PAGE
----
In looking at the numbers, the state of health care employment appears to be in a good place—in fact not just good, but great. But does that tell the
Currently, the healthcare industry makes up more than 13 percent of the U.S. workforce (that's 19 million jobs). Projections point to soaring health
care employment numbers with the addition of more than 4.2 million jobs from 2010 to 2020 (Bureau of Labor Statistics/BLS).
But, can the number of existing and future health care professionals fill the projected open positions needed to meet the country's health care needs?
Health care jobs today
At HEALTHeCAREERS Network (HeCN) we continue to see an influx of openings. In
February 2012 more than 8,800 new job postings were added to the network along with another 6,600 renewal postings. To meet the growing job seeker and
employer needs, we are looking for new ways to bring employers and candidates together. In April we put our focus on New York City (NYC) where 10
percent of all open health care jobs reside by hosting our first Career Fair for Tri-State
area medical professionals. Check out our infographic on
Tri-state area health care job openings
Network data and employment trends tell us the areas that need immediate consideration in terms of hiring trends and forecasts are with physicians,
nurse practitioners (NPs), physician assistants (PAs), and nurses. The NYC Career Fair focused on NPs, PAs, and physicians due to those immediate needs
—nearly 80 percent of openings in New York are for physician and surgeon jobs. With nursing, we know that the most recent shortage has leveled out,
but increased job demand projections have administrators planning for the next shortage.
Outlook: Physician jobs
Physician jobs remain the most difficult to fill positions in health care; on HEALTHeCAREERS there are more than 5,800 physician and surgeon jobs with family medicine jobs topping the list of
specialty physician and surgeons openings. But, industry trends tell us that the existing number of candidates cannot fill the large number of open
positions coming as a result of an aging population - both with retiring physicians and with aging Baby Boomers increasing the demand for health care
Does this mean we are looking at a physician shortage? In a word, yes, but alternatives exist, giving other practitioners more opportunities. Mid-levels are stepping up to fill the gaps;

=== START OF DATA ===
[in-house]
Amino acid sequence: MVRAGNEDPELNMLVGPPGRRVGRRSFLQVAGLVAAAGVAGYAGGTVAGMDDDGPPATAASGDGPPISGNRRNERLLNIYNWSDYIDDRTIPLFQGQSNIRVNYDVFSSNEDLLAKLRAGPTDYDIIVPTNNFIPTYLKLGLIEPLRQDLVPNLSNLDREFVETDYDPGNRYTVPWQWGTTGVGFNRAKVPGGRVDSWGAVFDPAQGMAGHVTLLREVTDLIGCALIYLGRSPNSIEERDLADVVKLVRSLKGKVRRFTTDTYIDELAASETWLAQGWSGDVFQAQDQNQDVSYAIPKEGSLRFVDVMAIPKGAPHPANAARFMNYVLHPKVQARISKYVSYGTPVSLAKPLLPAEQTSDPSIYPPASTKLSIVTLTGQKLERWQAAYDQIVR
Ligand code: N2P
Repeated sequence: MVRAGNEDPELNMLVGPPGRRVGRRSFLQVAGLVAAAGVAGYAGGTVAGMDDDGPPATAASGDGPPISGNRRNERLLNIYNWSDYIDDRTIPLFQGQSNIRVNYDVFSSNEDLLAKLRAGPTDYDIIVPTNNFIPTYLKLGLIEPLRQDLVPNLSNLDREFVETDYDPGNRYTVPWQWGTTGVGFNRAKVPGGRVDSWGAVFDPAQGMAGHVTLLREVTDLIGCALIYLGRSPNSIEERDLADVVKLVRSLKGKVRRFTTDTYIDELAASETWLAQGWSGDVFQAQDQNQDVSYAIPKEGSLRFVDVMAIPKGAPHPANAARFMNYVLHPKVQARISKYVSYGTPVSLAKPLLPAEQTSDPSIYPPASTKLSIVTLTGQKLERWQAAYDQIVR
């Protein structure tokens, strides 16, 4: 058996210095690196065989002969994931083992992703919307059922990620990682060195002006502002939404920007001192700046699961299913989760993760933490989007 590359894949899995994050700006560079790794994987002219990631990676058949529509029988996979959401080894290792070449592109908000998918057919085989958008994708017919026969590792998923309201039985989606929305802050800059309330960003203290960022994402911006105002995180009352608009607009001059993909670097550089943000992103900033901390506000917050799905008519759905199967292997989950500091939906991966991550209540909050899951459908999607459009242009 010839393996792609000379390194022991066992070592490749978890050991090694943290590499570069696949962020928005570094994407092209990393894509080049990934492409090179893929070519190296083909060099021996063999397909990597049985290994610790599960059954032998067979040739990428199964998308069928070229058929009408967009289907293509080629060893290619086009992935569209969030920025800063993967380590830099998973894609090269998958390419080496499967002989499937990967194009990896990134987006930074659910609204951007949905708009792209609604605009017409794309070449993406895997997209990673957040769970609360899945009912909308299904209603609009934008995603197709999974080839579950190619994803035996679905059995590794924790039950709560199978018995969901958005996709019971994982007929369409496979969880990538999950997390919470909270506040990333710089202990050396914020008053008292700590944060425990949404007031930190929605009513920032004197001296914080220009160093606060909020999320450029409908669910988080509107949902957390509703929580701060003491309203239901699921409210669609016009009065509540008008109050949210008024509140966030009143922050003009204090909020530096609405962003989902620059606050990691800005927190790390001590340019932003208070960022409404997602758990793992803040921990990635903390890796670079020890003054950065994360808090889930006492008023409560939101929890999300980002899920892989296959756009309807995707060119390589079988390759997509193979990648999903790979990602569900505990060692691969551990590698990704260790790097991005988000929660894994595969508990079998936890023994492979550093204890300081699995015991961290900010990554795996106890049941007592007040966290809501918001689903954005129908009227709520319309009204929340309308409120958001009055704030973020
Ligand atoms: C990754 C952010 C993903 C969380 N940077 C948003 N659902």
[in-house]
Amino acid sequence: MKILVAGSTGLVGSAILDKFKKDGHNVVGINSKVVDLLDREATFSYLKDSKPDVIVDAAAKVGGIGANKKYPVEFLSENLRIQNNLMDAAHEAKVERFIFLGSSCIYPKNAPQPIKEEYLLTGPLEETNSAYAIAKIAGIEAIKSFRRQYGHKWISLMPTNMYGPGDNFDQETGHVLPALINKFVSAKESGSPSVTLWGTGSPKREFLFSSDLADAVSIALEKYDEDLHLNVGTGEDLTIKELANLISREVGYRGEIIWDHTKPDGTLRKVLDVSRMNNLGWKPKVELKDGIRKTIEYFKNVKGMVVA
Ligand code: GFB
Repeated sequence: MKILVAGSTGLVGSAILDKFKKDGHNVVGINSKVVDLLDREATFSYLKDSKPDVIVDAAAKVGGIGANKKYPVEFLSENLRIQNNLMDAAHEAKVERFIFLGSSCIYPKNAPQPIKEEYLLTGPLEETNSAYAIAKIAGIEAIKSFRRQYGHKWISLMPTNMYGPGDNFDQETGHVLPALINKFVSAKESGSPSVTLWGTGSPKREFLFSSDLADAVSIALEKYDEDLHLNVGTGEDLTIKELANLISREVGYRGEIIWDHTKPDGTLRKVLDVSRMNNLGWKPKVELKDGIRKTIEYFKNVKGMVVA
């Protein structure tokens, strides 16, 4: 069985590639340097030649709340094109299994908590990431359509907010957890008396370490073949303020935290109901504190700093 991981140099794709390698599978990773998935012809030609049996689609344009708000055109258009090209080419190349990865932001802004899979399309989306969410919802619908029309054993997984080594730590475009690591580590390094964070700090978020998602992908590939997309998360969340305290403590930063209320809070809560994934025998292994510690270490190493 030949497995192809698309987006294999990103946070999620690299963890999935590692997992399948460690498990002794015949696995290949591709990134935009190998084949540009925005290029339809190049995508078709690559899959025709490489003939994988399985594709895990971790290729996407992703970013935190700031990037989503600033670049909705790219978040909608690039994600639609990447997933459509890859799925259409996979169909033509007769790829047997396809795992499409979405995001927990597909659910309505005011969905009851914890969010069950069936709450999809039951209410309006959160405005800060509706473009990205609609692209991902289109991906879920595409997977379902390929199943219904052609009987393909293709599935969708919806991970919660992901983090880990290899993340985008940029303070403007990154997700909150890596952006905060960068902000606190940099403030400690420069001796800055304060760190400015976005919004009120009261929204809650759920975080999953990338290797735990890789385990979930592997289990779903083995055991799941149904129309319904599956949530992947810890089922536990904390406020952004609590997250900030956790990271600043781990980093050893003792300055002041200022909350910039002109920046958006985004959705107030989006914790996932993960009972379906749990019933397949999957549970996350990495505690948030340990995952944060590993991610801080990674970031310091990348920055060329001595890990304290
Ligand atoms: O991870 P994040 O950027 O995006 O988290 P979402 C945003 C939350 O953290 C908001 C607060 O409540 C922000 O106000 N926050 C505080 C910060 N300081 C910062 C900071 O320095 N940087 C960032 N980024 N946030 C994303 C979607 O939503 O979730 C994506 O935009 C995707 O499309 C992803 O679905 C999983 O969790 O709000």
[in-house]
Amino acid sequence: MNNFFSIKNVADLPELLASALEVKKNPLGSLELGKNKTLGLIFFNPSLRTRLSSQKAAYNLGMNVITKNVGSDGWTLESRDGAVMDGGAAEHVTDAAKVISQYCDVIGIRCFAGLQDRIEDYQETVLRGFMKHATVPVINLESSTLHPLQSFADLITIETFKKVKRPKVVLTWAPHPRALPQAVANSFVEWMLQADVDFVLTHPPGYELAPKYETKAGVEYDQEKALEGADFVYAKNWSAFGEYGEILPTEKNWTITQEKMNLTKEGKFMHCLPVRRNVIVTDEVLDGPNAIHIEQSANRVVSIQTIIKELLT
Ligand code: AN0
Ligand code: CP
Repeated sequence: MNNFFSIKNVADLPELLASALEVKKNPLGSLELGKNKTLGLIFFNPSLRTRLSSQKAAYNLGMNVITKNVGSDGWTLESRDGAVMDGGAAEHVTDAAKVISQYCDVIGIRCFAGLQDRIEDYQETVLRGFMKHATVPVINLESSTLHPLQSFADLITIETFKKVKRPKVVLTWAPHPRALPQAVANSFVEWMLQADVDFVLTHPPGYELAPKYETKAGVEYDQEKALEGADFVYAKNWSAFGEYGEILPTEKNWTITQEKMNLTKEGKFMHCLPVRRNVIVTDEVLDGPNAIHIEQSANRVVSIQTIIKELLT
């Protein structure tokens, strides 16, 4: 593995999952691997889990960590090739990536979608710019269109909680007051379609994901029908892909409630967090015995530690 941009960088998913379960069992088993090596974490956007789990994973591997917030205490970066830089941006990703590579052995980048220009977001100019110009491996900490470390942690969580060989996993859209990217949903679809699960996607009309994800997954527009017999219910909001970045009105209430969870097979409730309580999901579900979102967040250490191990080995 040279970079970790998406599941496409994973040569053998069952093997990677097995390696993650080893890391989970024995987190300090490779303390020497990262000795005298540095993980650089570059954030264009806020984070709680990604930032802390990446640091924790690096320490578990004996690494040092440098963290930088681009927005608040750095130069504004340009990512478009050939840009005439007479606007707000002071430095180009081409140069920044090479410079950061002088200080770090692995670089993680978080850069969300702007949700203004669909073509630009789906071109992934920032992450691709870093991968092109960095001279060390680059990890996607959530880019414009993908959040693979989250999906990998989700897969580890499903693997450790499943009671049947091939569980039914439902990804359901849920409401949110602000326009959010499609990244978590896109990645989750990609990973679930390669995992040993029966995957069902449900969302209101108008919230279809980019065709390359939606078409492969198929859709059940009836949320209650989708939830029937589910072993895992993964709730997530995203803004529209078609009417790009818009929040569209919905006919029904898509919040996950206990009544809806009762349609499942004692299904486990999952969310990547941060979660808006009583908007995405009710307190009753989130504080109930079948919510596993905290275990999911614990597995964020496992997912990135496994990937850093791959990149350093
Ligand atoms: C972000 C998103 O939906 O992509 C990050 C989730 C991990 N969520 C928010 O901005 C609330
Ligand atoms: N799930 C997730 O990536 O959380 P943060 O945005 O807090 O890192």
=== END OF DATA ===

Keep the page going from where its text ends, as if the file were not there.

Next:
and physician assistants are taking on more primary care duties by both seeing and
Outlook: Nursing jobs
are poised to play an important role by adding significantly to the nation's overall job growth. Projections indicate that registered nurses,
home health aides and personal care aides will see about 2 million new jobs and 700,000 job openings from vacancies and attrition from 2010 to 2020
(BLS). Administrators will also be in short supply due to health care employment projections.
Despite a healthy pipeline for nurses, we've identified some interesting hiring trends. Right now, employers are seeking experienced nurses; nearly 94
percent of HeCN's nursing jobs are for experienced nurses (not entry-level).
Finally, we are seeing a high percentage (41 percent) of nursing jobs being renewed after the initial 30-day term, which likely means employers did not
find someone to fill their job in the first month it was posted. This could be attributed to the fact that the sector is seeing unusually low turnover
rates, according to a recent survey by the
American Journal of Nursing
Projected job growth is enough to keep everyone optimistic, but the harsh reality is it matters little if there aren't high quality candidates to fill
those positions. It's important that the industry continue to be creative in filling gaps created by a physician shortage, while also preparing for
more disruption in the nursing employment picture. The job opportunities are there; now it's a matter of making them as attractive as possible to newly
trained health care professionals, and providing the post graduate education to increase professional expertise.
Mike Tansey is the CEO of HEALTHeCAREERS, the only single-source healthcare recruitment solution.